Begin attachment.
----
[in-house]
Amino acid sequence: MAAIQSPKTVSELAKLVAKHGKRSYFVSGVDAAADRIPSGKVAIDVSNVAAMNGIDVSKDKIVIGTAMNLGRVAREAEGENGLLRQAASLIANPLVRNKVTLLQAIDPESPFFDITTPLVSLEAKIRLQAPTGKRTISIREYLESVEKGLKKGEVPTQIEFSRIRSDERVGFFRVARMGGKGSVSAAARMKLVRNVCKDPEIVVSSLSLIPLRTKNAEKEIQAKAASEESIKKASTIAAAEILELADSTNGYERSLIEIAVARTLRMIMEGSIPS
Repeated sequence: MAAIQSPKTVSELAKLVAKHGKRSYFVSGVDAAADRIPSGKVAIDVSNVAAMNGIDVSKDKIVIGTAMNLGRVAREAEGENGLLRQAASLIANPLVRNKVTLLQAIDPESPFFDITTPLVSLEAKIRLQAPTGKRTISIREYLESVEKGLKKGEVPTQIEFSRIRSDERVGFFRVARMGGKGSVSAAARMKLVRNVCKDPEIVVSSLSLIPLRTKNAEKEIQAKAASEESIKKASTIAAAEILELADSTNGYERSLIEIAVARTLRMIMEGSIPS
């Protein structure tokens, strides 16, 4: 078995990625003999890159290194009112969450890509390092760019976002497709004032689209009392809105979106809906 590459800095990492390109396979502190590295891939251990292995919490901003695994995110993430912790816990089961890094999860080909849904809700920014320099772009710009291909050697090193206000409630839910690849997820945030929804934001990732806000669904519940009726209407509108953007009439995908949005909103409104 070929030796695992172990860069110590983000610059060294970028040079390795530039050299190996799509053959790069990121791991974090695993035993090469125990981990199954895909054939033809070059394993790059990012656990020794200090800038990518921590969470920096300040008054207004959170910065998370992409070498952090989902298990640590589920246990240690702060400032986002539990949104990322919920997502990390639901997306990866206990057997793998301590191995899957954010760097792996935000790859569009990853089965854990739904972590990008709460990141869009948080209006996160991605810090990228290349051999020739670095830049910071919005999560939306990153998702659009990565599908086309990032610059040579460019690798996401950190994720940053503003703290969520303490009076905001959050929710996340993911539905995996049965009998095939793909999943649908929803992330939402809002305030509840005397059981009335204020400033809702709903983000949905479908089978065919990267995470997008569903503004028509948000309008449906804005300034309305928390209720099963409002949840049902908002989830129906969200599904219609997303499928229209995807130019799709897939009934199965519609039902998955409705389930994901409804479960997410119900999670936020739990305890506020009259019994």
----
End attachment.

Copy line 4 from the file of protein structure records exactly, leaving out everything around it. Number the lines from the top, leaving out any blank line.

């Protein structure tokens, strides 16, 4: 078995990625003999890159290194009112969450890509390092760019976002497709004032689209009392809105979106809906 590459800095990492390109396979502190590295891939251990292995919490901003695994995110993430912790816990089961890094999860080909849904809700920014320099772009710009291909050697090193206000409630839910690849997820945030929804934001990732806000669904519940009726209407509108953007009439995908949005909103409104 070929030796695992172990860069110590983000610059060294970028040079390795530039050299190996799509053959790069990121791991974090695993035993090469125990981990199954895909054939033809070059394993790059990012656990020794200090800038990518921590969470920096300040008054207004959170910065998370992409070498952090989902298990640590589920246990240690702060400032986002539990949104990322919920997502990390639901997306990866206990057997793998301590191995899957954010760097792996935000790859569009990853089965854990739904972590990008709460990141869009948080209006996160991605810090990228290349051999020739670095830049910071919005999560939306990153998702659009990565599908086309990032610059040579460019690798996401950190994720940053503003703290969520303490009076905001959050929710996340993911539905995996049965009998095939793909999943649908929803992330939402809002305030509840005397059981009335204020400033809702709903983000949905479908089978065919990267995470997008569903503004028509948000309008449906804005300034309305928390209720099963409002949840049902908002989830129906969200599904219609997303499928229209995807130019799709897939009934199965519609039902998955409705389930994901409804479960997410119900999670936020739990305890506020009259019994």